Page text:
The most common cause of back pain in those over 60 is spinal stenosis and related spine arthritis. The disc space narrows as we age. As this occurs, the bones in the spine start to rub together which leads to bone spurs. When these spurs grow into the spinal canal, this results in stenosis or narrowing of the spinal canal. This will result in back pain and neurologic symptoms in the legs including pain, weakness and numbness. The spinal canal narrows further with extension so walking and standing are especially painful with stenosis. Prolotherapy helps this condition in two ways. One is that the ligaments themselves are a source of arthritic pain so by strengthening the ligaments, a primary source of pain is reduced or eliminated. Two is by strengthening the ligaments around the spine, the spine segments are stabilized and the stress on the bones is reduced. This helps reduce progression of arthritis. Prolotherapy helps stenosis in the short-term by reducing pain and in the long-term by strengthening the spine.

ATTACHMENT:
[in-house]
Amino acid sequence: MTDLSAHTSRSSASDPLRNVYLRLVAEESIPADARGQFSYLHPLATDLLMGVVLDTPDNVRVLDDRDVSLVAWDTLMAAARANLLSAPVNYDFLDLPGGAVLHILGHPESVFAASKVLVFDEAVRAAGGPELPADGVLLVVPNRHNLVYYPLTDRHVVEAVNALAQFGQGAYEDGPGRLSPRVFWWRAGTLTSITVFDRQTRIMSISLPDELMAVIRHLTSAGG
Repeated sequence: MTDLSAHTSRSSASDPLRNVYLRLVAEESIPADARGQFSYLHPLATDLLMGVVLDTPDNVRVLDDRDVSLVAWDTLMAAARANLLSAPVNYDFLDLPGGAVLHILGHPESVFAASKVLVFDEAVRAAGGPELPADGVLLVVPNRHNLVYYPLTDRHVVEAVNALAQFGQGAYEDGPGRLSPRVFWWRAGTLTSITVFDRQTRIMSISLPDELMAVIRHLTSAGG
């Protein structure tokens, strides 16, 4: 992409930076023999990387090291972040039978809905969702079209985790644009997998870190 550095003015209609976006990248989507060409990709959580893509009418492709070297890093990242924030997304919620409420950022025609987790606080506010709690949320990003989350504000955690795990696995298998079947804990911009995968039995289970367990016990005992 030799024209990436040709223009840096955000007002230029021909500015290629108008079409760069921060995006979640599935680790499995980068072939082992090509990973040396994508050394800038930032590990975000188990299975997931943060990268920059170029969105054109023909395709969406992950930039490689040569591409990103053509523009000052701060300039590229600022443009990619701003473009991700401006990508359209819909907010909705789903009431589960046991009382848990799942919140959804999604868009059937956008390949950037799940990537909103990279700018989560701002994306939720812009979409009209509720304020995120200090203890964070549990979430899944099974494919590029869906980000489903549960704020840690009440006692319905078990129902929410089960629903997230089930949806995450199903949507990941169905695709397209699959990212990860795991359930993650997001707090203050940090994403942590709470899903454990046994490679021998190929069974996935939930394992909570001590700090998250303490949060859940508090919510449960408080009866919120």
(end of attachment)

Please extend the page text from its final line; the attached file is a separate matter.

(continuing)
When a disc or bone spur applies pressure to the nerve, leg symptoms may develop as noted above. This is because the nerve being pinched supplies different areas of the leg. However, the spine ligaments may also cause referred pain to the leg. Dr. Hackett delineated this concept in the 1950’s, which was summarized by showing the pain patterns generated in the leg by each of the spine ligaments. When a particular ligament is treated it is common for the patient to report a referred sensation to the leg that mimics their pain referral. Fortunately, with the treatment, the ligament is strengthened and the referred pain improves. What is referred to as ‘a pinched nerve’ is often a weak ligament referring pain to the leg. This weak ligament is treatable with prolotherapy.